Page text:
Small Towns Need Missionaries

Small towns across the nation are in desperate need of missionaries

“Small towns desperately need normal, everyday people like farmers, factory workers, teachers, secretaries, and small business owners who think and act like missionaries to reach their friends, neighbors, co-workers, and extended families for Christ.”

 

I grew up on a farm.

Tractors, cattle, crops, big machinery, freezing cold winters, too many cats, and a marathon bus ride to school every morning. That’s right, I grew up on a farm. And that farm was next to a small town that my family and I called home. I’ve lived in small towns for most of my life, even after I moved away from the herd of cats. The small towns I’ve lived in may not be as cool as Austin or have the trendy conveniences of Seattle, but small towns will always be a part of who I am. If you live in a small town, you might know what I mean.

According to the US census, just over half of our population lives in towns, boroughs, villages, and townships with fewer than 25,000 people or in rural areas. Meanwhile, thousands of Christian books are published every year and hundreds of these are about mission and reaching people for Christ. Many of them have insightful and helpful ideas about mission that can be applied anywhere, but many of their ideas don’t seem to work in small towns. We should be thankful for resources like these, but we also need resources written specifically for mission in small towns.

A friend at my church has said that books about reaching people in closed countries in the 10/40 window relate best to mission in small towns because residents often have hardened religious mindsets and impenetrable circuits of relationships. My friend is probably exaggerating the comparison, but I understand what he’s saying because mission in small towns can be incredibly difficult and complicated.

KEEPING THE END IN MIND

Mission is not the ultimate goal of our lives. Pastor John Piper writes,

Missions is not the ultimate goal of the church. Worship is. Missions exists because worship doesn’t. Worship is ultimate, not missions, because God is ultimate, not man. When this age is over, and the countless millions of the redeemed fall on their faces before the throne of God, missions will be no more. It is a temporary necessity. But worship abides forever.

We are designed to be worshippers of Jesus who find our identity in him. Imagine if you found your identity in being on mission and successfully winning people to Christ. If that’s you, eternity will jolt you because there are no unbelievers in heaven. Let’s keep the perspective that being on mission is a temporary necessity. From now through eternity, Jesus should be the focus and goal of everything we do, including being on mission to reach people with the gospel. While mission isn’t the ultimate goal of our lives, worshippers of Jesus are on mission because it’s the indisputable by-product of worshiping him. My hope and prayer is that many people in your town will turn to Jesus and worship him with you.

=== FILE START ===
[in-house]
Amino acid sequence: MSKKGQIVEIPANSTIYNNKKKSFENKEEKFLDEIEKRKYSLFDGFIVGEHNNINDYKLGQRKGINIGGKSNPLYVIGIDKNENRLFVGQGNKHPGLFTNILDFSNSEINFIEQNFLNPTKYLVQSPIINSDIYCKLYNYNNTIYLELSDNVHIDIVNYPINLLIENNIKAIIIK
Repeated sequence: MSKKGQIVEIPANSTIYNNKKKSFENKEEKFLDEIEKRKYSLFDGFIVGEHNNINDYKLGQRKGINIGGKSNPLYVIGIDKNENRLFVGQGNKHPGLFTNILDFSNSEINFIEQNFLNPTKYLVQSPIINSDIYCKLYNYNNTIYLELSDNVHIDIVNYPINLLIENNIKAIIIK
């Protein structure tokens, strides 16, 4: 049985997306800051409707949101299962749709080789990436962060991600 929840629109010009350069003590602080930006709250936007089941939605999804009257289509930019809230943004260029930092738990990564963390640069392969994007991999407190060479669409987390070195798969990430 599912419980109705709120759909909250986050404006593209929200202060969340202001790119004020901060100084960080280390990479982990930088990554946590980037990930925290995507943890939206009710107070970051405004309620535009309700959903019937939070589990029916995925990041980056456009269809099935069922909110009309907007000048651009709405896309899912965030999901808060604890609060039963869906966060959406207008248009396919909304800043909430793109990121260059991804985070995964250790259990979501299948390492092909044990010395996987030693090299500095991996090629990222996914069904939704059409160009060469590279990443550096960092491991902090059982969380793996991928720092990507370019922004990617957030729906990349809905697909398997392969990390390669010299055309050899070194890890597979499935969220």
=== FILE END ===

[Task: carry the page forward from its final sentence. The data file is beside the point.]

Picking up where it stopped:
REGULAR FOLK

Small towns are in desperate need of missionaries. When I say missionaries, I’m not referring to the pastor of your church or people who suffer for Jesus by building huts and preaching to native islanders. No, I’m referring to regular people. Small towns desperately need normal, everyday people like farmers, factory workers, teachers, secretaries, and small business owners who think and act like missionaries to reach their friends, neighbors, co-workers, and extended families for Christ. Pastors in small towns should be deeply respected for their incredible hearts to advance the gospel. However, the responsibility of mission is given to all believers, not just pastors. If you are a Christian, you are sent to be on mission regardless of where you live or what your job is.

BUILDING FENCE

Almost every resource about mission is based on a certain way of doing ministry. Some resources seem to take a self-righteous tone by telling us and our church how to do ministry in our town. That’s not my goal. We’ve all read books or articles like that and found them a bit off-putting. My goal is to help you better understand principles of mission in small towns instead of offering a rigid prescription for you and your church. In the matter of mission in your town, remember to follow the lead of your church’s leaders because Scripture is clear that they are the ones you must submit to (Hebrews 13:17). My hope is to come alongside your church, not to replace the authority of your church’s leaders.

One of my least favorite jobs on the farm was building fence. My dad always said he felt great satisfaction after making a well-built fence. I have no idea what he was talking about. If you’ve never built a wire fence, it’s actually much harder than it seems. But I did manage to learn that an important part of successfully building a wire fence is to have a series of anchor posts that will support the rolls of wire. Similarly, our study of mission in small towns requires a few unique anchor posts to support it.

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